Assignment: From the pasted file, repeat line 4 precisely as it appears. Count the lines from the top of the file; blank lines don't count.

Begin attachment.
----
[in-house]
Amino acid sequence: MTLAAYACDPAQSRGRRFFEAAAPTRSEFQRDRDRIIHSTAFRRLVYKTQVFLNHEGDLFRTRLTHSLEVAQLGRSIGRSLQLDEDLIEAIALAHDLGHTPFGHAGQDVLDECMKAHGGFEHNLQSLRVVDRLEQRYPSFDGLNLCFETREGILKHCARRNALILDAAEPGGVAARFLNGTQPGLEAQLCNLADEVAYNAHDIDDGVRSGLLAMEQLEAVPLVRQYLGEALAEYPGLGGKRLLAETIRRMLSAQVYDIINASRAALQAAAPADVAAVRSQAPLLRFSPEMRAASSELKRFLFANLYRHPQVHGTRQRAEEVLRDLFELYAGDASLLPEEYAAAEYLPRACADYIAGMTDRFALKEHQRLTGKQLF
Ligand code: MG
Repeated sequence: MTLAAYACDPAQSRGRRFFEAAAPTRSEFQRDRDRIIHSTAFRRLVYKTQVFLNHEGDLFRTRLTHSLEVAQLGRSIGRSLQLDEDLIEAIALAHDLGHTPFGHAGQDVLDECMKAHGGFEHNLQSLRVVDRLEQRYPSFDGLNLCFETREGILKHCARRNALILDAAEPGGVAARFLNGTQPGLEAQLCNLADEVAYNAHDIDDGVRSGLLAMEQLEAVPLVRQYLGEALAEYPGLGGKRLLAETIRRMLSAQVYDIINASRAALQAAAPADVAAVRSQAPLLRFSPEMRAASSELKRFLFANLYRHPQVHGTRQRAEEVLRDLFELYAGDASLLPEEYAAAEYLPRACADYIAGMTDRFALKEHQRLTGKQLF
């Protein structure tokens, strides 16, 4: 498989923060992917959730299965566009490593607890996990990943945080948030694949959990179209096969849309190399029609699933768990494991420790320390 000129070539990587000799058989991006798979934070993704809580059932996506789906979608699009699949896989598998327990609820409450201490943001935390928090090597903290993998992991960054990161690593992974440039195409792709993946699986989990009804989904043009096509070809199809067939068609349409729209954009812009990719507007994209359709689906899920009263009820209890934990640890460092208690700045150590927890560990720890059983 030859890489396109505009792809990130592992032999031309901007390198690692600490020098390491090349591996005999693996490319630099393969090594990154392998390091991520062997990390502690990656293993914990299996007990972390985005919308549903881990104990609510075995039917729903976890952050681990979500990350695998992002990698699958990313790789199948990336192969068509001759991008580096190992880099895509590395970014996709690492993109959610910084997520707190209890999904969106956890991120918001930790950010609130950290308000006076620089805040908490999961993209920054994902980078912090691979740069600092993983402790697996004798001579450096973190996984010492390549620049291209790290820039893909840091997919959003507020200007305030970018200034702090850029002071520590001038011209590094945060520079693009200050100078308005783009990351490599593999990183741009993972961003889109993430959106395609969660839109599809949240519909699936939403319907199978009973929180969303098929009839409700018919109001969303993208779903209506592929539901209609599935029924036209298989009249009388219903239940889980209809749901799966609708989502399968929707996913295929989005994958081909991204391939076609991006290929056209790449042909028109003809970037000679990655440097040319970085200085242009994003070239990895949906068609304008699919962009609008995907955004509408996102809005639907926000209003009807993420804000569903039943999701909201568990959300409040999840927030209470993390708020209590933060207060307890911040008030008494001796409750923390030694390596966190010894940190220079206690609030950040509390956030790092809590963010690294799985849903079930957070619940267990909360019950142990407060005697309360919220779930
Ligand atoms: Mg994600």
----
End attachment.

Repeated sequence: MTLAAYACDPAQSRGRRFFEAAAPTRSEFQRDRDRIIHSTAFRRLVYKTQVFLNHEGDLFRTRLTHSLEVAQLGRSIGRSLQLDEDLIEAIALAHDLGHTPFGHAGQDVLDECMKAHGGFEHNLQSLRVVDRLEQRYPSFDGLNLCFETREGILKHCARRNALILDAAEPGGVAARFLNGTQPGLEAQLCNLADEVAYNAHDIDDGVRSGLLAMEQLEAVPLVRQYLGEALAEYPGLGGKRLLAETIRRMLSAQVYDIINASRAALQAAAPADVAAVRSQAPLLRFSPEMRAASSELKRFLFANLYRHPQVHGTRQRAEEVLRDLFELYAGDASLLPEEYAAAEYLPRACADYIAGMTDRFALKEHQRLTGKQLF